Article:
Civis Si sedan

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wrote:


Not to my knowledge. The only aluminum Rover engine up to the Vega's time was the 3500 V8. That one was Buick's old 215, which had iron liners.

Lots of makers used aluminum blocks with iron liners. Very few tried bare aluminum. I do believe Porsche was one of those, with their 928 engine.
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On Mon, 20 Nov 2006 20:36:26 -0800, jim beam

Bzzt, wrong.
My 87 Accord had iron liners, but that design ended in the early 1990's. There's some magic process they do that chemically forms a silicon-composite coating on the cylinder walls, and I think the S2000 uses a different alloy that forms a better coating, but unless I've misunderstood for a long time, the iron liners are long gone, along with carbuerators and mechanical distributors. Next to go: camshafts.
J.
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JXStern wrote:

the silicon relief etching is what was tried on the porsche. it worked fine in the lab, but was not good in practice.
the honda solution is to cast a thin iron liner into the block. it's only a few mm. go to a junk yard and check out the motors that have had their heads pulled. the outside of the wet liners are indeed alloy from the casting, but scrape the top face, and you'll see the change in color between the two materials - the interior is most definitely iron.

it's a carbon matrix liner, and it too is cast into the alloy block.

iron liners are very much alive. there's nothing to touch iron for wear and heat transfer at that price point.

camshafts will be with us for a while longer. there's plenty of other actuation devices which theoretically could offer significant advantages, but it's hard to replicate the "gradual opening" effect of a cam driven valve - and that has substantial gas flow benefit - without spending a good chunk of change. different valve operation would offer the "holy grail" of truly variable valve timing, but let's be realistic, there's no way a manufacturer is going to substitute 100+ year reliability that costs maybe $100 for the whole shooting match in quantity, with something that's going to cost $1,000+ which for most applications, offers no benefit. even F1 doesn't have engines haven't abandoned cams, and if there is a bottomless money pit into which engineering initiative is dropped, it is F1.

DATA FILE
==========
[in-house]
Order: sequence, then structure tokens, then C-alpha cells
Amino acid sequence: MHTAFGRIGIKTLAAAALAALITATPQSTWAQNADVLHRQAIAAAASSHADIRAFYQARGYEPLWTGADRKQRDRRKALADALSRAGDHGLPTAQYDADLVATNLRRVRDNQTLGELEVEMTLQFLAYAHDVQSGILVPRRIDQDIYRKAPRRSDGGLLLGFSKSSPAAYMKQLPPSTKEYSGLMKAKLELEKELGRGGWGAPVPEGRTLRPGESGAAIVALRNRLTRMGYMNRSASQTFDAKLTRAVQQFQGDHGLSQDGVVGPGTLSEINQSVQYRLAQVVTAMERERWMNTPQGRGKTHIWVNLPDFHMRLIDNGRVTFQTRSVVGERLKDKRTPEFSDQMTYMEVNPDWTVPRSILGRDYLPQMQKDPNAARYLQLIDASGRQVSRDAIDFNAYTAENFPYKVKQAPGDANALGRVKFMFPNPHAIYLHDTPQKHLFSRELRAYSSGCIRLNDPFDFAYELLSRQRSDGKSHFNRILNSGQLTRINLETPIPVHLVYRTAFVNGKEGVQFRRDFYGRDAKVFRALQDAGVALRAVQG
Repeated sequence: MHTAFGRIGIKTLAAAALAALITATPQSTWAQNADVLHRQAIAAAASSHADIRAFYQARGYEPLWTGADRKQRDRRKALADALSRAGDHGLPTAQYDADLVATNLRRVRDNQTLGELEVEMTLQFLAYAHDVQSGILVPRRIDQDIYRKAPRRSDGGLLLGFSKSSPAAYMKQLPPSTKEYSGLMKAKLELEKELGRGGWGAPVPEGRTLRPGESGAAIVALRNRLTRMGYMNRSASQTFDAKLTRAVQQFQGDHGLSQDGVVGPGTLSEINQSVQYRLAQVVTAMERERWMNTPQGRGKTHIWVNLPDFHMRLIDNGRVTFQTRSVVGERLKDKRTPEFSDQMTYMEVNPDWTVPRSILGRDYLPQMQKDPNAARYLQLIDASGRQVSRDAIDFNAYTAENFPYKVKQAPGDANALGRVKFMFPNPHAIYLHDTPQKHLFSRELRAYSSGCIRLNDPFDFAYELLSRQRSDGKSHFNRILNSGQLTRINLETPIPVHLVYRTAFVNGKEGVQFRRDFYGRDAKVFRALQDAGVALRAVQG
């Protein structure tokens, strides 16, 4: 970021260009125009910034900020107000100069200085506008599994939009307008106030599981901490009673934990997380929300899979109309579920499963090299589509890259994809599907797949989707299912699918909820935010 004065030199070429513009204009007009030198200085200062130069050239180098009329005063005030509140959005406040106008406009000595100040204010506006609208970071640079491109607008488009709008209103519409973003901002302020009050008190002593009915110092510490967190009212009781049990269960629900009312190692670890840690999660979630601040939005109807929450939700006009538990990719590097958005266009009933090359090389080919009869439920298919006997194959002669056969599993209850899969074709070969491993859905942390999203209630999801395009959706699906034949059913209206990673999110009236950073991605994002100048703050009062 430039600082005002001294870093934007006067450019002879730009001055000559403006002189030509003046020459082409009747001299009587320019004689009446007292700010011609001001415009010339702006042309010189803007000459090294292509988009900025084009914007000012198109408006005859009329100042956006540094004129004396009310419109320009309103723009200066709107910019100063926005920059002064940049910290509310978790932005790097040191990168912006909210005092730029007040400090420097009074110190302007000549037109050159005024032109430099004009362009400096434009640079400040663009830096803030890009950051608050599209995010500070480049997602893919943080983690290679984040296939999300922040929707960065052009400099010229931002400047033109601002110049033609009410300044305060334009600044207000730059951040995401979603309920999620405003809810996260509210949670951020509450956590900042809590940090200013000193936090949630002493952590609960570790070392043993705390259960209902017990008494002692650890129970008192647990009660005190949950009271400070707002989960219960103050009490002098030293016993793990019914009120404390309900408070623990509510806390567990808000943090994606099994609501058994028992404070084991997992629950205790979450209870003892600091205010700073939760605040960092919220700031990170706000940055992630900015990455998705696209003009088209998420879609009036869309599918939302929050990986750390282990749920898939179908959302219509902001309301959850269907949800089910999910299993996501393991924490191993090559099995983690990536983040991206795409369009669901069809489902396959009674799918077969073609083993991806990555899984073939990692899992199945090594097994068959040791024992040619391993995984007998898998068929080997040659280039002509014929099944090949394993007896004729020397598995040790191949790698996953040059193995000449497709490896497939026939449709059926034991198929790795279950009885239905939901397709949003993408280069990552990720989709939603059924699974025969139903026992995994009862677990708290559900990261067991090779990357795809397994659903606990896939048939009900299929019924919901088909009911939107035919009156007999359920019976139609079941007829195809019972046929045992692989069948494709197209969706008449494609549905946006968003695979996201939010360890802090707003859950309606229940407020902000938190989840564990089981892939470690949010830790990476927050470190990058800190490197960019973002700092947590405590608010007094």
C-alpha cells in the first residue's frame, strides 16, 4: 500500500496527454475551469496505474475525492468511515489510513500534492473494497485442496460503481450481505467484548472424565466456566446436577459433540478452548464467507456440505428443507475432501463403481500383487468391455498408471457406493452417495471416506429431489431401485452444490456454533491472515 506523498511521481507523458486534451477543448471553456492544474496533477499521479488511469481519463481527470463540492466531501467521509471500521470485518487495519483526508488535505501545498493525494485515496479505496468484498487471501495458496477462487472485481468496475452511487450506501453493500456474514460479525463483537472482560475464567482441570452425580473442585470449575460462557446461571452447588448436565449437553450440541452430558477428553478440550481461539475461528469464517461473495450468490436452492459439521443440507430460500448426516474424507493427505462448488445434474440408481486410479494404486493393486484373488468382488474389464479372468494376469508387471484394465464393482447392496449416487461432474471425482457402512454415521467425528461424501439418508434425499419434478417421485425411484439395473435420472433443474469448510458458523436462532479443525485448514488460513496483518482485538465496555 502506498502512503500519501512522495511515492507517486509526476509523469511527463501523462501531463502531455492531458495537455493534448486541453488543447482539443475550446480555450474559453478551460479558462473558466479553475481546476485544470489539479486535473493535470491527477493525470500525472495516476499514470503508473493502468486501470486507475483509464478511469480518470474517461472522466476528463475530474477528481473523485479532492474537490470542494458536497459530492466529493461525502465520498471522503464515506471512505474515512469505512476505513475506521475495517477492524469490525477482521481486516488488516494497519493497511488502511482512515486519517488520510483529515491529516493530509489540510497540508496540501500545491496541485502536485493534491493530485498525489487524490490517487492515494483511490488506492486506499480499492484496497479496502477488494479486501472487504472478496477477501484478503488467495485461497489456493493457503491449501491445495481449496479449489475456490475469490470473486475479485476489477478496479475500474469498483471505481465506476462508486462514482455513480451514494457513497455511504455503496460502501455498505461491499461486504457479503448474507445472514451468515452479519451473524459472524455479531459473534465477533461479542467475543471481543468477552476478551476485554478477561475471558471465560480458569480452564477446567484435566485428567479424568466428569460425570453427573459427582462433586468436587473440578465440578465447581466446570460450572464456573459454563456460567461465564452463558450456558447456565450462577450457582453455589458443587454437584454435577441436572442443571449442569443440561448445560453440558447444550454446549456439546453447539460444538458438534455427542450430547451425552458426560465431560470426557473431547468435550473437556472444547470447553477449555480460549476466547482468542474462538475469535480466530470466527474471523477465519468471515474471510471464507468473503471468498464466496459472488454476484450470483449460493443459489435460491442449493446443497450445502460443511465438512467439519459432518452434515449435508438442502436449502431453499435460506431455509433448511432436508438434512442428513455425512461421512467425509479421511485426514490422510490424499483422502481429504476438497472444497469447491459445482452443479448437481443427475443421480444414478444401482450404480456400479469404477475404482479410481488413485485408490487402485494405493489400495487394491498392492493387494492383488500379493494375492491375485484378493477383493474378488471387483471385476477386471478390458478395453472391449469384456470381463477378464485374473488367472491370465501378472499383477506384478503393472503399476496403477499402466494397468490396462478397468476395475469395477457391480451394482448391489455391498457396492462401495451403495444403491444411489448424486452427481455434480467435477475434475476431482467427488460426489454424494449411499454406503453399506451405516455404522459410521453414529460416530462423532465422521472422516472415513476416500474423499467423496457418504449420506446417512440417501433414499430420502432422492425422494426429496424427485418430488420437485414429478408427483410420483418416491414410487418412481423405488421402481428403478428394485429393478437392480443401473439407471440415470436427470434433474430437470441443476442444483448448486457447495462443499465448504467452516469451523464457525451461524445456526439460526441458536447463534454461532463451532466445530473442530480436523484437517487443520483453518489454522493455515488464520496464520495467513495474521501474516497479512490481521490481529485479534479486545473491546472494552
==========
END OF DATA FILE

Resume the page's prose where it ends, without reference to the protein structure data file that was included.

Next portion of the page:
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On Tue, 21 Nov 2006 07:53:35 -0800, jim beam

I will swear that some car magazine said Honda was using this on their mainline engines at some point around ten years ago. Maybe it came and went.
But Googling around ... seems to show you are correct about now.
Well hey, maybe I misunderstood whatever back when. Glad to hear it, actually, never did think anyone had the technology to do without it and deliver real realiability.
So, well, thanks!
J.
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JXStern wrote:

car mags publish crap, with a lot of the import scare stories being "inspired" by detroit in an effort to keep the home fires burning. kinda scary actually. kinda ironic too seeing as nowadays, detroit's falling over itself to source so much of its componentry from china.

there's other solutions out there including hard chrome lined aluminum [used in some types of applications like powered hang gliders iirc], but at the end of the day, it all comes down to durability for the application - and price. right now, iron alloy liners are king and are likely to remain so for the foreseeable future.

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Whoa yeah. It's thin indeed, about 1/8". And I thought the Toyota 4A was bad with a quarter-inch around the fire-ring.
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"TeGGeR����������������������" wrote:

how thick does it need to be? the biggest load a liner experiences is thermal. aluminum is a better conductor than iron, so thinner is better and let the aluminum do the work.
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wrote:

Also Chevy Vega. Remember? Major disaster for GM.
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wrote:

No. Mine has iron cylinders cast into an aluminum jacket.
When the head came off for a gasket change a few years ago, you could still see crosshatching in the bores. It's the rings.
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Greed! $28k is a ridiculous price, but someone will pay it.

http://automobiles.honda.com/models/exterior_colors.asp?ModelName=Civic+Si+Sedan
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